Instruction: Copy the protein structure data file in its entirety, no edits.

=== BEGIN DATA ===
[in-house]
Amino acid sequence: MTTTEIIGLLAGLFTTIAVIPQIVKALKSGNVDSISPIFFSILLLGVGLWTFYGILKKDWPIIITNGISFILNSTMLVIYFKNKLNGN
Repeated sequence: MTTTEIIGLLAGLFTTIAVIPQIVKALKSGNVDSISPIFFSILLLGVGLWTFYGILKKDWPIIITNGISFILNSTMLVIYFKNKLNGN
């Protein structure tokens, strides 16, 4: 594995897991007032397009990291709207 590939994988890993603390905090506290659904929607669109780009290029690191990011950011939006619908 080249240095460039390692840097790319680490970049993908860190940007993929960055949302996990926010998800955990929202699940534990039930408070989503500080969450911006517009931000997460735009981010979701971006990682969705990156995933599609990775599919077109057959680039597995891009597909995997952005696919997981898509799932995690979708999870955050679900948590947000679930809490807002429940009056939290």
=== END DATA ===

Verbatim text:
[in-house]
Amino acid sequence: MTTTEIIGLLAGLFTTIAVIPQIVKALKSGNVDSISPIFFSILLLGVGLWTFYGILKKDWPIIITNGISFILNSTMLVIYFKNKLNGN
Repeated sequence: MTTTEIIGLLAGLFTTIAVIPQIVKALKSGNVDSISPIFFSILLLGVGLWTFYGILKKDWPIIITNGISFILNSTMLVIYFKNKLNGN
């Protein structure tokens, strides 16, 4: 594995897991007032397009990291709207 590939994988890993603390905090506290659904929607669109780009290029690191990011950011939006619908 080249240095460039390692840097790319680490970049993908860190940007993929960055949302996990926010998800955990929202699940534990039930408070989503500080969450911006517009931000997460735009981010979701971006990682969705990156995933599609990775599919077109057959680039597995891009597909995997952005696919997981898509799932995690979708999870955050679900948590947000679930809490807002429940009056939290």